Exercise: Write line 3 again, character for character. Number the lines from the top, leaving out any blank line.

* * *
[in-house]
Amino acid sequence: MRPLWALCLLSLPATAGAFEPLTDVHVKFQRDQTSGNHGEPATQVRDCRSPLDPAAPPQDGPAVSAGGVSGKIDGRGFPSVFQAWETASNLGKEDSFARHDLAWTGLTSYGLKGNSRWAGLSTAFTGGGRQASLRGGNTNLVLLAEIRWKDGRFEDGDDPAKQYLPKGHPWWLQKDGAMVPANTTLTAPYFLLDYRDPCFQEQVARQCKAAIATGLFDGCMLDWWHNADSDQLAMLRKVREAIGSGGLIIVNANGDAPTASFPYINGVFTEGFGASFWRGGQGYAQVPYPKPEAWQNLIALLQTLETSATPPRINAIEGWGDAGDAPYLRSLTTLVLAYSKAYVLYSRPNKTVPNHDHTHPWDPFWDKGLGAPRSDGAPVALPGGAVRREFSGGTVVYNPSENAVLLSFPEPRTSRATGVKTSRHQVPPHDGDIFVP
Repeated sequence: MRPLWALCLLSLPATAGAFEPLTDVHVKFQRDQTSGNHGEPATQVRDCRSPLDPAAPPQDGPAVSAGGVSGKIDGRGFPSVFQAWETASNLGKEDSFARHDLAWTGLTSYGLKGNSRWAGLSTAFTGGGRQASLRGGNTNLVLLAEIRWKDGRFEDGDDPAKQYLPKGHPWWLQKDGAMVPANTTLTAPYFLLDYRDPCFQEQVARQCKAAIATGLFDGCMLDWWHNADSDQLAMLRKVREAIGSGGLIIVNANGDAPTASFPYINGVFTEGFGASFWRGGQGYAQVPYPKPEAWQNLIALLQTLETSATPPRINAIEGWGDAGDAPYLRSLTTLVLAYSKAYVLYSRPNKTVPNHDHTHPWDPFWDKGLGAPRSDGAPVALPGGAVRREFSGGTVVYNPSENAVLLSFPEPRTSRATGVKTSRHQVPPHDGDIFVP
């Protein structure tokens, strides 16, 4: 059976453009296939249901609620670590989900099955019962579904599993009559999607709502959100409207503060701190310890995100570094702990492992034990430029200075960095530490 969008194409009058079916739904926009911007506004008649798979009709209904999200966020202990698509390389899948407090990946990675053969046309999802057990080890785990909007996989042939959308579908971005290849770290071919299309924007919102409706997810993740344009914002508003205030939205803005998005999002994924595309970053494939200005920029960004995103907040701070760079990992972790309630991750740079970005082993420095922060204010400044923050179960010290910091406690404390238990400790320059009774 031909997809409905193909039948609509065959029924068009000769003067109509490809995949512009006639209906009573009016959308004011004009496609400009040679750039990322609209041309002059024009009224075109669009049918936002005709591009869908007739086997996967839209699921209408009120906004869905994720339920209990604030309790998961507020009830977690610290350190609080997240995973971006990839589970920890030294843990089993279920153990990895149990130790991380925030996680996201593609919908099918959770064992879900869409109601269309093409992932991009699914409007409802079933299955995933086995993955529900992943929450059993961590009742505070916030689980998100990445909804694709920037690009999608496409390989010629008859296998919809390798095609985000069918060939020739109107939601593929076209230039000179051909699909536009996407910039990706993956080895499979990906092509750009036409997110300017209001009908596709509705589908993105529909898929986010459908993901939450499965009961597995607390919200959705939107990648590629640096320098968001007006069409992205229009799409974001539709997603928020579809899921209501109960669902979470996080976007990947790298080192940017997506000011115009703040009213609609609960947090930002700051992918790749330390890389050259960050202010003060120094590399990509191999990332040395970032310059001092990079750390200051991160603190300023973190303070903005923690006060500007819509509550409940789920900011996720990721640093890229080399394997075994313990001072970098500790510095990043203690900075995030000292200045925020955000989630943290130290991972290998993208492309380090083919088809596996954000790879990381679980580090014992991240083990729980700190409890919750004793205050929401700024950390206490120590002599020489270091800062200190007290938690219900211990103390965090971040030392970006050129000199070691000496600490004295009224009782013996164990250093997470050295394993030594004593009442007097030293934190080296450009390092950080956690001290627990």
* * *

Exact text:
Repeated sequence: MRPLWALCLLSLPATAGAFEPLTDVHVKFQRDQTSGNHGEPATQVRDCRSPLDPAAPPQDGPAVSAGGVSGKIDGRGFPSVFQAWETASNLGKEDSFARHDLAWTGLTSYGLKGNSRWAGLSTAFTGGGRQASLRGGNTNLVLLAEIRWKDGRFEDGDDPAKQYLPKGHPWWLQKDGAMVPANTTLTAPYFLLDYRDPCFQEQVARQCKAAIATGLFDGCMLDWWHNADSDQLAMLRKVREAIGSGGLIIVNANGDAPTASFPYINGVFTEGFGASFWRGGQGYAQVPYPKPEAWQNLIALLQTLETSATPPRINAIEGWGDAGDAPYLRSLTTLVLAYSKAYVLYSRPNKTVPNHDHTHPWDPFWDKGLGAPRSDGAPVALPGGAVRREFSGGTVVYNPSENAVLLSFPEPRTSRATGVKTSRHQVPPHDGDIFVP